When carboplatin was first used in humans, the dosing was calculated in mg per m2 of body surface area. Now dosing is calculated by the area under the carboplatin blood concentration/time curve (AUC). In the phase 1 trial a dose of 320mg/m2 given every 4 weeks was found to have dose-limiting toxicity. For our patients listed above, standard dosing was AUC4 – AUC5 every 2 weeks. Dose reduction to AUC3 was occasionally required. This corresponds to similar dosing as the clinical trial, with many of our patients actually receiving more chemo than the trial dosing of 320mg/m2 every 4 weeks.

In the clinical trial only 5 of 14 (35%) of patients treated were able to tolerate multiple cycles, with a mean number of cycles being just 5.2. In our data, all the patients were able to tolerate multiple cycles and the mean number of cycles was 11.5 (corrected for 1 patient who received 37 cycles that included 7 low dose cycles). Thus with the addition of mesna we were able to administer, on average, more than double the number of chemo cycles.

The main dose-limiting toxicity of carboplatin is a lowering of the platelet count. In the phase 1 trial, the rate of severe thrombocytopenia (platelet count < 20,000) was 6 out of 14 patients, or 43%. With our SEF chemo patients, the rate of severe thrombocytopenia was 1 out of 17 patients, or 6%. Thus carboplatin + mesna resulted in one seventh the number of cases of severe thrombocytopenia of carboplatin alone, despite (on average) double the number of chemo cycles being administered.

Carboplatin is a “broad spectrum” chemotherapy drug that works on many different cancer types. In the phase 1 trial, carboplatin was used to treat a variety of cancer types. In our data, a variety of cancer types were also treated, including some which typically do not respond well to chemo (e.g. melanoma or sarcoma). In the trial, response to therapy was seen in only 5 of 34 patients (15%). In our patients, responses were seen in 13 of 16 patients (81%). Our data shows a 5 fold improvement in response over the clinical trial of plain carboplatin. Although this is a reasonable comparison, it should be noted that some of our patients had responses measured by circulating tumour cell counts, whereas the trial only looked at visible tumour reduction. The reason we often utilize CTC counts to confirm response is that immunotherapies like SEF chemo frequently cause “pseudoprogression” on imaging (increase in tumour size which does not represent cancer growth). CTC counts help us determine the true response despite the limitations of scans when assessing immunotherapies.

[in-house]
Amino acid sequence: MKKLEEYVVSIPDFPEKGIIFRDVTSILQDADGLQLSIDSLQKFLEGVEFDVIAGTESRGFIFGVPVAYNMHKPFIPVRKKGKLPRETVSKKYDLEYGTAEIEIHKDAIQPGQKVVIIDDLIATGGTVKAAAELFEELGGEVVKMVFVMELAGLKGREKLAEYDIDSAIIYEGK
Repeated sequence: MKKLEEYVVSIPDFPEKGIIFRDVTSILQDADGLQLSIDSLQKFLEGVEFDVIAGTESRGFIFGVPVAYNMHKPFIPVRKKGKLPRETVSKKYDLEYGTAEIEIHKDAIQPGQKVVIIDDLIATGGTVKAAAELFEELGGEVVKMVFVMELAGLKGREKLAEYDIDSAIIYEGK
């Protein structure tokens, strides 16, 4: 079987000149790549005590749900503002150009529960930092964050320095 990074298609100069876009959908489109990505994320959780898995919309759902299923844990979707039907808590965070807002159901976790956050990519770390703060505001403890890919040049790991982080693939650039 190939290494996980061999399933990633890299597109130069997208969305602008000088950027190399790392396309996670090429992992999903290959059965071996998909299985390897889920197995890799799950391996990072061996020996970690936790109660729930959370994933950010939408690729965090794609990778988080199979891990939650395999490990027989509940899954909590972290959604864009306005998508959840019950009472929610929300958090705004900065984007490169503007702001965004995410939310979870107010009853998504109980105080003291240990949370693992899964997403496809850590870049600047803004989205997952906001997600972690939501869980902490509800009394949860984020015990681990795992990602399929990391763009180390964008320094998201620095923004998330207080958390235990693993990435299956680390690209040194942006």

At Medicor, we have administered over 600 cycles of SEF chemo as of April 2017. Standard SEF carboplatin dosing is AUC4 every 2 weeks. This is more chemo than the typical dosing given in a hospital setting. For example for ovarian cancer, typical carboplatin dosing is AUC5 every 3 weeks (equivalent to AUC3.3 every 2 weeks). Patient data has been carefully recorded. Our findings are extremely favourable, confirming the high safety level of this therapy. Out of 600 cycles, the following rates of serious complications attributed directly to the therapy have been noted:

MI (heart attack): 0%

CVA (stroke): 0.16%

DVT / PE (life-threatening blood clot): 0.3%

febrile neutropenia (fever with low white cell count, requiring hospital admission for intravenous antibiotics): 0%*

tumour lysis syndrome: 0% (we have only treated a small # of cases of lymphoma and leukemia)

vomiting requiring hospital admission: 0.5%**

carboplatin allergy (life-threatening): 0.16%

carboplatin allergy (non life-threatening): 0.16%

death: 0%

*includes treatment of patients with active infections such as abscess, pneumonia and rectovesical fistula, which is not possible with regular chemotherapy

**not a chemo drug side effect, but caused by bowel blockage due to tumour inflammation after chemo, where there was an existing tumour pressing on the bowel
WITH routine use of ondansetron for all patients (some stop it on their own with no complications)
NO routine use of steroid, like dexamethasone (only for a small number of patients where there is tumour swelling causing bowel blockage or pressure in the brain)
NO routine use of aprepitant (only for a small number of patients who have a sensitive stomach)